"No me gustan esos teléfonos."
Translation:I do not like those phones.
The reflexive pronoun in front of the verb tells you to whom the action is directed to, in this case it is me or I. then the verb gustan tells us what is pleasing to you, or in other words what it is you like. since it is conjugated in the plural there is more than one of things that you like. So me gustan means i like some things not mentioned.
I'm still confused by this. I thought "gustar" was a verb, so it conjugates to the person it refers to (yo, el, ellos, nosotros, etc)?
Wouldn't I "gusta" and ellos "gustan"?
I didn't think plurals affected verbs.
"Gustar" is literally translated as "To please".
Me gusta : It pleases me [which is the same as] : I like it
Notice that it's not "Lo gusto", which some people did mistakes.
Lo gusto : I please it [which means] It likes me
So, you have to write the object pronoun as the one who is "liking", and the conjugation is the conjugation of the object that the object pronoun is "liking"
No me gustan esos teléfonos : Those telephones do not please me --- I do not like those telephones
"Esos teléfonos" is plural, which affects the gustar conjugation. That's why.
Hope that helps ! :D
If No te gusto means You do not like me, then why does this sentence not mean "Those telephones do not like me."?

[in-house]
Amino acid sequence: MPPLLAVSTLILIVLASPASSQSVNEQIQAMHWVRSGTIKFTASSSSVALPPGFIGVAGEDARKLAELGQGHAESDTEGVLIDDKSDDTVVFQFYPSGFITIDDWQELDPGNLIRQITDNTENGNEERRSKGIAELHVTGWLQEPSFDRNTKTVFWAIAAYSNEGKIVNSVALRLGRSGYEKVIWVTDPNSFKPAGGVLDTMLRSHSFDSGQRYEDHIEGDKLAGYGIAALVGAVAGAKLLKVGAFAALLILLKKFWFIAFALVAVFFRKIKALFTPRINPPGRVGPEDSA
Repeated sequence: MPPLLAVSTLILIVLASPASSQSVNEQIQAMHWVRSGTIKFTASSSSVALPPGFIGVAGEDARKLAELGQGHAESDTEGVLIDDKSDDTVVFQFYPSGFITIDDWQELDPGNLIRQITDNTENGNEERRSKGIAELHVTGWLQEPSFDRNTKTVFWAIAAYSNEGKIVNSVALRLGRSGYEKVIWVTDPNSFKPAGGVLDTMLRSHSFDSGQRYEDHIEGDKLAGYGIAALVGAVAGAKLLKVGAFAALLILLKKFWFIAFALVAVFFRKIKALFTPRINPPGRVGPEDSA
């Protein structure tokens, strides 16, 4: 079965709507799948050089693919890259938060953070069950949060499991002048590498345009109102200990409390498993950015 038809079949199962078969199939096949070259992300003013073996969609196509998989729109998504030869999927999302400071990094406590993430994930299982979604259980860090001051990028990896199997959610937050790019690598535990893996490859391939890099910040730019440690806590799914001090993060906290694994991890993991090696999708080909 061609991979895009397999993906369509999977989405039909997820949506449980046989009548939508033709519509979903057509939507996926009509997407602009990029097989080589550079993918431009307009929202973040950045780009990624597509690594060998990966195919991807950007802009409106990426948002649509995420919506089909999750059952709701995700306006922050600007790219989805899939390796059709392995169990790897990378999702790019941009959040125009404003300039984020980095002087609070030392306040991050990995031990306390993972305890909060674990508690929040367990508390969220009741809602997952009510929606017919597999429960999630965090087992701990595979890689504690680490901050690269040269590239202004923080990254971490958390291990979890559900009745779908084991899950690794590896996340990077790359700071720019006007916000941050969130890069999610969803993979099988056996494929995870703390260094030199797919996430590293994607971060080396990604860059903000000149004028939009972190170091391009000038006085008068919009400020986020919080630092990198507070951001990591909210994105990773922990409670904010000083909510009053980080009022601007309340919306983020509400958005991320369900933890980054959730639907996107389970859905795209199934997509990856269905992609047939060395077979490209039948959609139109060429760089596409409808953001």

Someone else explained in another module that "gustar" means "to please". So the sentence is really "Those telephones do not please me".
Note that "gustan" is plurial - many phones.
Another example: "A mi padre gustan los manzanas" - "The apples please my father".
I think that "Those telephones do not like me" would be "esos telefonos no te me gusta"
Notice: I used the literal translation for the sentence "Those telephones are not pleasing to me." and was marked WRONG. There is some inconsistency between the using the literal translation and the conversational one.
Honestly, would you, or conceivably anyone, ever say "this is not pleasing to me" over "I don't like this"? In some cases, it's certainly dubious whether a loose or exact translation would be more appropriate, but in the case of gustar I'd almost always opt for the more conventional word.
You only use the third person singular and plural of each tense or mood. When you say you like something in Spanish it is the number of the thing you like that must agree with the verb singular or plural you use. So if it were a single phone you like you would say Me gusta.... but since it is more than a single phone you say Me gustan. If it were a group of us we would say Nos gustan for a group of phones and Nos gusta for a single phone. You might want to invest in a good Spanish Verbs book if you do not have one already. also read my comment below.